Wil­lARD gRANT CoN­sPiR­ACY Un­teth­ered

The late Robert Fisher of­fers a down­beat but de­fi­ant swan­song. By Al­lan Jones

UNCUT - - New Albums -

Wil­lard Grant Con­spir­acy’s mu­sic has al­ways seemed to come from a place of per­ma­nent eclipse, an un­lit world. it’s barely a sur­prise, then, that Un­teth­ered is so steeped in shadow, a sense of ap­proach­ing doom, dim fore­bod­ings, that kind of thing. This has been the pre­vail­ing mood of their al­bums since 1997’s de­but, 3am At Free­dom Otto’s, and land­mark fol­low-ups like 2003’s exquisitely mourn­ful Re­gard The End. What makes lis­ten­ing to Un­teth­ered more than ever like watch­ing the last sun­set, how­ever, is the knowl­edge that th­ese are the fi­nal tracks robert Fisher recorded. He died of can­cer in Jan­uary 2017.

Fisher formed Wil­lard Grant in Bos­ton in 1995 and for the next 20 years was the only per­ma­nent mem­ber of a mu­tat­ing col­lec­tive of mu­si­cians. Prin­ci­pal among them was multi-in­stru­men­tal­ist david Michael Curry, who joined for sec­ond al­bum, Mo­jave, in 1999. Curry’s vi­ola be­came as much a sig­na­ture sound of WGC’s sub­se­quent al­bums as Fisher’s sonorous vo­cals, Curry be­com­ing over the years Fisher’s clos­est mu­si­cal col­lab­o­ra­tor; War­ren El­lis, if you like, to Fisher’s Nick Cave. From the start, Fisher’s songs were con­sumed by sin, ret­ri­bu­tion, shame, guilt, de­spair, loss of faith, re­demp­tion through love. On their most re­splen­dent al­bums, Re­gard The End, Let It Roll and Pil­grim Road, par­tic­u­larly, Fisher and Curry fash­ioned out of th­ese raw emo­tions mini-sym­phonies, re­plete with strings, gor­geous brass ar­range­ments, clar­ion gui­tars; a soar­ing sound, yet al­ways bound to an un­fath­omable sor­row, an ec­static melan­choly.

af­ter tour­ing Pil­grim Road as a 12-piece, WGC scaled back. Old songs were re­worked on 2009’s Pa­per Cov­ers Stone by a much-re­duced lineup. Their last al­bum, 2013’s Ghost Repub­lic, fea­tured only Fisher and Curry. The duo con­tin­ued to tour, some­times with ad­di­tional mu­si­cians. in early 2016, they played the in­cu­bate Fes­ti­val, in the Nether­lands. On his re­turn to Cal­i­for­nia, Fisher was di­ag­nosed with ter­mi­nal can­cer. With the faith­ful Curry and a small group, Fisher spent what time he had left record­ing the tracks that Curry has as­sem­bled as Un­teth­ered. ac­cord­ing to Curry, the ti­tle track was the only post­di­ag­no­sis song Fisher wrote. Ev­ery­thing about the al­bum, though, has as a sense of re­quiem and adieu.

it opens with the elemental com­mo­tion of “Hideous Beast”, roughly the equiv­a­lent of be­ing hit in the face by a swing­ing door. it’s im­pos­si­ble to hear it as any­thing less than the howl of some­one whose life’s just been stamped with a sell-by date. Fisher sounds like some­thing with hooves, trapped in a burn­ing barn. The track crack­les around him, some­thing short-cir­cuit­ing, sys­tems break­ing down amid crash­ing drums, pul­veris­ing bass and gnaw­ing, un­hinged gui­tars; a grue­some, hys­ter­i­cal noise. Things calm down af­ter this. “do No Harm” is a song about re­gret and ca­pit­u­la­tion, warmly wrapped in acous­tic gui­tars, cello and Curry’s ubiq­ui­tous vi­ola, with Steve Wynn, on sec­ond­ment from dream Syn­di­cate, sup­ply­ing rup­tur­ing shards of elec­tric gui­tar. Fisher’s im­pos­ing voice has down the years var­i­ously been com­pared to Co­hen, Cash, Cale, Nick Cave, those gloomy vo­cal pall­bear­ers. On “26 Turns” and tracks like “Chas­ing rab­bits”, “love You apart” and “Satur­day With Jane”, how­ever, he more often re­calls lam­b­chop’s Kurt Wag­ner. His voice in other words in­clined to a kind of mum­bling rap­ture, a be­daz­zled mur­mur.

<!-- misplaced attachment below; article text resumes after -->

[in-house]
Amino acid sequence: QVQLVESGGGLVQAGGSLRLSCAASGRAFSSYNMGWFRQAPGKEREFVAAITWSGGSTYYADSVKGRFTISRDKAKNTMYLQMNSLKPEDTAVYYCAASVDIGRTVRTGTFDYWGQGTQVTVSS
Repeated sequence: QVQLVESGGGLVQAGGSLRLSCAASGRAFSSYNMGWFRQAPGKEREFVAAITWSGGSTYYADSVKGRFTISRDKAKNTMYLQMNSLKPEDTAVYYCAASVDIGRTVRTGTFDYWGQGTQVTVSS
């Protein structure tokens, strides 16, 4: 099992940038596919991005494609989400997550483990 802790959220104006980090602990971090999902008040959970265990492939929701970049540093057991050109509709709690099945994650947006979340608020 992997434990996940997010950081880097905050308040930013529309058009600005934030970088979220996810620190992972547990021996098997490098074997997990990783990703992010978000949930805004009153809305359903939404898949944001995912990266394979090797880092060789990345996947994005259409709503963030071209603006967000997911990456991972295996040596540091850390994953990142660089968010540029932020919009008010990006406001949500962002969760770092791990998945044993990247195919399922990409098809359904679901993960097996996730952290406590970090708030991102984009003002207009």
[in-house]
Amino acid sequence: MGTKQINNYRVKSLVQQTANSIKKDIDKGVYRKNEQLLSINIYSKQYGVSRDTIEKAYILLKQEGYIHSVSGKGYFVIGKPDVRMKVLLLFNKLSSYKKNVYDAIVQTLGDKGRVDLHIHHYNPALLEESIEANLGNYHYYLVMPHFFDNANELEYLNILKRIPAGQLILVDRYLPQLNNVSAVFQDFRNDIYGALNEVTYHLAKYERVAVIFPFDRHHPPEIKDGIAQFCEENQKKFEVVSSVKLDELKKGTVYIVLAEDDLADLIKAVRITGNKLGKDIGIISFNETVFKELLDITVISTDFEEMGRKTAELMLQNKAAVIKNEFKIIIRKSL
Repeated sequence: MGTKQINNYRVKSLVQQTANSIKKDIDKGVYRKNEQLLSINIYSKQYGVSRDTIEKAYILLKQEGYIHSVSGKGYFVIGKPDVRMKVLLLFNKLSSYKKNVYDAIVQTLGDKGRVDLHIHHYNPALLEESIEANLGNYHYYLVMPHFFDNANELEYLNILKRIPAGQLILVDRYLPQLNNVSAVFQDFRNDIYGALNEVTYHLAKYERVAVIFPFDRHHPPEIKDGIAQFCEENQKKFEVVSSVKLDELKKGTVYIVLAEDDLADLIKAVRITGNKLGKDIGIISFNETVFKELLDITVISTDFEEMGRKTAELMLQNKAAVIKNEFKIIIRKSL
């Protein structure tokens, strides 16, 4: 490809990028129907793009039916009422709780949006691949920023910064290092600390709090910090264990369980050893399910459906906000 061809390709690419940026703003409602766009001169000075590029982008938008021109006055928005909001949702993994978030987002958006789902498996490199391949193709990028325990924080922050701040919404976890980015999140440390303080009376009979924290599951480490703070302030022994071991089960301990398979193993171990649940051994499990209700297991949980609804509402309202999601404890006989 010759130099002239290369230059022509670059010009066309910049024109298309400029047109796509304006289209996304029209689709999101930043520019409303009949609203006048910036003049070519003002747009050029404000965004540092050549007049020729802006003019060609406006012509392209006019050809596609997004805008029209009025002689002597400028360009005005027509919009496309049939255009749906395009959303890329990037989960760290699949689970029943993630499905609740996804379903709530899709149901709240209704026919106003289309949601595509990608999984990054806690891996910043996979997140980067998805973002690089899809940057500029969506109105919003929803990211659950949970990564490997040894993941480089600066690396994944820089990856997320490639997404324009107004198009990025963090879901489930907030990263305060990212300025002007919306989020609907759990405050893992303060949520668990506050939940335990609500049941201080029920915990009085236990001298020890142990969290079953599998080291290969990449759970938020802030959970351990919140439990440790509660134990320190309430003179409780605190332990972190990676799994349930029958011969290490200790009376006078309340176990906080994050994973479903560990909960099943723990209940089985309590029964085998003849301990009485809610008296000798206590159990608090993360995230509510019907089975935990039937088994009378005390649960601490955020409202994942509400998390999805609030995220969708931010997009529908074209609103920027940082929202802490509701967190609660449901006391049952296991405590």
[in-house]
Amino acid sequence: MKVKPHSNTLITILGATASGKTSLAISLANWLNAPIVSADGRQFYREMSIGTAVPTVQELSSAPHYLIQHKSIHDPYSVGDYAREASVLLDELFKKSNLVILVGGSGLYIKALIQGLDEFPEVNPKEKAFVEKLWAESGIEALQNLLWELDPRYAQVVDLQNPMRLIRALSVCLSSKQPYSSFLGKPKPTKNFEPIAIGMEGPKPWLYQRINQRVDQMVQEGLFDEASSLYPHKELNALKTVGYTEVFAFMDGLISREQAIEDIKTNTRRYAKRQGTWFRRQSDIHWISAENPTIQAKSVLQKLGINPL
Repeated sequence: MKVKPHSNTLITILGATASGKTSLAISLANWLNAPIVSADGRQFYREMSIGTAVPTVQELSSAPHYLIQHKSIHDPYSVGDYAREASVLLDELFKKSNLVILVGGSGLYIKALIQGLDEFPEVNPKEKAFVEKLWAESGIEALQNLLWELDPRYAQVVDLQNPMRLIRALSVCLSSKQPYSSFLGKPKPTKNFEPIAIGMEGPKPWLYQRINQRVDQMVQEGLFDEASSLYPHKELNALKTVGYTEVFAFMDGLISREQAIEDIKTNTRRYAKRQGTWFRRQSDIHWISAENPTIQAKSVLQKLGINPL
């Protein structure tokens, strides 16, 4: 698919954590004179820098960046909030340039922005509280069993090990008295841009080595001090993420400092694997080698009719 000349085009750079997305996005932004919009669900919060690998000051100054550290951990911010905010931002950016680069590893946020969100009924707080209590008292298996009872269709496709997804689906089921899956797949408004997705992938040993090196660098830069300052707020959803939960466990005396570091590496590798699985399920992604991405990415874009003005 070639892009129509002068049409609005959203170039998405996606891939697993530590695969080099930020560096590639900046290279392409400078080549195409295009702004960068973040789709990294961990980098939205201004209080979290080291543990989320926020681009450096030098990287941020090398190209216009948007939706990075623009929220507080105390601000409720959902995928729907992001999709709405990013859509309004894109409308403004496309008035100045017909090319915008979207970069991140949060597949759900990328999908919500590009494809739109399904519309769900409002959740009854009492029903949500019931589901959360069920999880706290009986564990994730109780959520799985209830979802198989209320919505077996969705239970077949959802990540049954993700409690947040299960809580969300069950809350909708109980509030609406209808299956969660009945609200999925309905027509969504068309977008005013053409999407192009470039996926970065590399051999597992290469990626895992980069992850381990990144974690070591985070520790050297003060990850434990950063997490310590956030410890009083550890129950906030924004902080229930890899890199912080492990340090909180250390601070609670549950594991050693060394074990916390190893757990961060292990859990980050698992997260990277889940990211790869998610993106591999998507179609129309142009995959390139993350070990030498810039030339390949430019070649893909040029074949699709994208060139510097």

“let The Storm Be Your Pi­lot” is more ob­vi­ously trou­bled, Fisher’s voice re­duced to multi-tracked whis­pers, the mu­sic a break­ing squall. The in­stru­men­tal “all We Have left” is sim­i­larly dis­qui­et­ing. acous­tic gui­tar, cello and vi­ola drones cre­ate a close, muggy at­mos­phere, dis­tantly rem­i­nis­cent of Van Mor­ri­son’s “TB Sheets”, a sick-room am­bi­ence that makes you want to fling open win­dows, let some air in. “i Could Not” is sim­i­larly bereft, a song of som­bre dis­ap­point­ment. “I thought I could un­der­stand the words in the book of love,” Fisher sings. “I thought I could sing a song for ev­ery man... I could not,” he con­cludes, un­hap­pily, dis­ap­pear­ing into an en­gulf­ing noise. The ti­tle track, mean­while, starkly an­tic­i­pates per­sonal apoc­a­lypse. “Last night, I dreamed I was blown-up and busted,” Fisher sings, stunned by cir­cum­stance. “Time moves slowly, then it’s over, the shad­ows fall and box us in,” he re­flects, fa­tal­is­ti­cally.

The al­bum closes with “Trail’s End”, which makes you think of singing cow­boys, some­thing maybe in­volv­ing yo­delling. it starts like an ap­palachian lament, played un­der low­er­ing skies, be­fore be­com­ing a clam­orous, an­gry racket, a de­fi­ant adios from a some­times un­der­ap­pre­ci­ated but often ex­tra­or­di­nary tal­ent.

(l-r) Robert Fisher and David Michael Curry of wil­lard grant Con­spir­acy

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